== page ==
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Scientists Have Created an Organic Farm That Stores More Carbon Than It Emits

Is this how we make agriculture more sustainable?

FIONA MACDONALD
30 APR 2015

Agriculture contributes approximately 35 percent of the planet's greenhouse gas emissions, but scientists in China believe they've found a way to make the (undeniably essential) practice more sustainable, by successfully turning a farm into a carbon sink.

 

By replacing chemical fertilisers with organic compost, the team from the Chinese Academy of Sciences report that they've created a farm that stores more carbon in its soil than it emits. And most impressively, they've proved that the crop yields didn't need to suffer.

This isn't the first time scientists have proposed that using organic compost could help reduce greenhouse gas emissions by improving the health and, as a result, the carbon content of soil. Back in 2008, a report published in Waste Management & Research estimated that the use of organic fertilisers could turn around 20 percent of the agricultural land in the European Union into a carbon sink, capable of locking away millions of tonnes of carbon from the atmosphere.

But the problem is that organic farms have lower yields than farms that rely on nitrogen-based fertilisers, and so going organic hasn't been considered a viable way to reduce greenhouse gas emissions. After all, what's the point in storing lots of carbon if the world starves in the process?

However, Chinese scientists have now demonstrated that, by using cattle manure as fertiliser, they can maintain high crop yields while decreasing greenhouse gas emissions. This is all thanks to soil, which, when treated with organic compost such as manure, is better able to retain water and nutrients.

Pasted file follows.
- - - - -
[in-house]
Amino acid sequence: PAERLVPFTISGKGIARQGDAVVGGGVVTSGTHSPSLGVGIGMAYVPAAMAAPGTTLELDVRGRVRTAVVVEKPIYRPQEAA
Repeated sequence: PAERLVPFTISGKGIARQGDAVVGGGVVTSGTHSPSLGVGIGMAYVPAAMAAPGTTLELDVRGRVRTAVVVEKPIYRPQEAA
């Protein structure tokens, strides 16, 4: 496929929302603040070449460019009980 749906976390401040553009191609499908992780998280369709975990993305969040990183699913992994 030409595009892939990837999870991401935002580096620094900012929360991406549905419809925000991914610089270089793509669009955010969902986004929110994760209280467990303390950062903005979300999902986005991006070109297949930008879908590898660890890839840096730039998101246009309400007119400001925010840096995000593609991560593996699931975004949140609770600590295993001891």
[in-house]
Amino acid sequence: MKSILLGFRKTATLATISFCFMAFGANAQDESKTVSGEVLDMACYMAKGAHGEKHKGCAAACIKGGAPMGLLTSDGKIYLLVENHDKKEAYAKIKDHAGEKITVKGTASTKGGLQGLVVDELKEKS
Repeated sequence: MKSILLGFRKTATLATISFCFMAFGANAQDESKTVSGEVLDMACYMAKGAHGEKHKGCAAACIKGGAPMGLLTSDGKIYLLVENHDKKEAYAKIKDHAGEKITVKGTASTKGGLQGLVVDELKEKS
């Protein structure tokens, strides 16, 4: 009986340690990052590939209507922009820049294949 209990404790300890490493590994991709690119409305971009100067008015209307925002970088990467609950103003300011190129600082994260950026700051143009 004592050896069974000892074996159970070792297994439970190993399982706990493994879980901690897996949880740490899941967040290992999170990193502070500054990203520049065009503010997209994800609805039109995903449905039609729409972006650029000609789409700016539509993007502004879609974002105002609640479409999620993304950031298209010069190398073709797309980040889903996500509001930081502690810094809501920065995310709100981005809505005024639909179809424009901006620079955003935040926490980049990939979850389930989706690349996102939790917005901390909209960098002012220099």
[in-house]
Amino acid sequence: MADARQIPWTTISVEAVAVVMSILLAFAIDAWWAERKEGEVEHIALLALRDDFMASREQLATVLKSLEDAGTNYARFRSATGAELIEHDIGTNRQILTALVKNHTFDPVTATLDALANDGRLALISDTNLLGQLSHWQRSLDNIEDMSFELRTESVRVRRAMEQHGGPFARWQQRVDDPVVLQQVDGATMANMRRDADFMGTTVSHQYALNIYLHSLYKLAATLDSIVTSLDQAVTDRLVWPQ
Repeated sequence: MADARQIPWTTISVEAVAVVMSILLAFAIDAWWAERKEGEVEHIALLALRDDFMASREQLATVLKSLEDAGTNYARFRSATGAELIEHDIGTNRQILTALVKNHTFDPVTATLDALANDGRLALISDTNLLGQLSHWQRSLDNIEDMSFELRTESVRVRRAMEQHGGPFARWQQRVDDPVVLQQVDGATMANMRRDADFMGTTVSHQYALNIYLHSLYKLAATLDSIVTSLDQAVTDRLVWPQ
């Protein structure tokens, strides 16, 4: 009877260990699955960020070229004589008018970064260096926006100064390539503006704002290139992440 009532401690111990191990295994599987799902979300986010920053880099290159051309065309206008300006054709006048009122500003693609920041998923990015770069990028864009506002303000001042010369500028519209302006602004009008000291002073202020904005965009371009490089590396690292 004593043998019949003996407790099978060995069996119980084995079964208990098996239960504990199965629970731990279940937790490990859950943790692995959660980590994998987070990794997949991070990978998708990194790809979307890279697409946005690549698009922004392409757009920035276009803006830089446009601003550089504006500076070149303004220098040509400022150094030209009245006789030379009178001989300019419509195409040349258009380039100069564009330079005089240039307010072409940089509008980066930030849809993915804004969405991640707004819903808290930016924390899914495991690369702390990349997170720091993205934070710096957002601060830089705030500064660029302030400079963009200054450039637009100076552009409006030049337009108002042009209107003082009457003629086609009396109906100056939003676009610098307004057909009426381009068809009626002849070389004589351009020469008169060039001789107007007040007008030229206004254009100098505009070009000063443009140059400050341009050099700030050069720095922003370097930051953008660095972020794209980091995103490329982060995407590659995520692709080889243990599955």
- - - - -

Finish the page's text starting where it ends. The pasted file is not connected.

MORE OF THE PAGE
The experiments were conducted on an eco-farm in eastern rural China that contains cattle and a rotation of crops - corn is grown in the summer and wheat in the winter - and to compare the effect of using organic compost, the researchers trialed four different systems.

In the fully organic system, no chemical fertiliser was used at all. The team simply used cattle manure to compost the crops, and then fed the cattle the leftover crop residue. The researchers also grew the crops using a mix of 75 per cent organic compost and 25 percent nitrogen fertiliser, a 50/50 balance, and 100 percent nitrogen fertiliser.

They monitored crop yield carefully, and calculated the greenhouse gas emissions according to the International Panel on Climate Change (IPCC) guidelines. This included calculating the cattle's methane emissions. They've created an illustration of their system below:

90958 webScience China Press

They found that using any amount of organic compost turned their farm from a carbon source into a carbon sink. But the more manure that was used, the better, with the fully organic system capable of storing the equivalent of 8.8 tonnes of CO2 annually for each hectare. The nitrogen fertiliser system, on the other hand, pumped out the equivalent of 2.7 tonnes of CO2 per hectare per year. The results are published in the journal Science Bulletin.

Interestingly, there was no significant difference between the crop yields across the four different systems. However, a mix of organic compost and nitrogen fertiliser produced the best yields, while also decreasing greenhouse gas emissions, the researchers report.

"Making full use of crop residues as forage for cattle, collecting and composting cattle manure, and replacing part of the chemical fertiliser input with organic manure have been successfully shown to be ideal choices to reduce energy waste and cut [greenhouse gas] emissions without crop yield losses," the press release explains.

Of course, this experiment doesn't take into account many of the other greenhouse gas emitting aspects of agriculture and food production, such as transport, packaging and waste. And we'd love to see these results replicated across larger farms and with different types of crops and livestock. But it's a positive early indication that not all farming has to be destructive.

In fact, these results suggest that if we could structure it correctly, we could help mitigate the effects of global warming, while feeding the world at the same time. And we're pretty sure that's the ultimate realisation of having your cake and eating it too.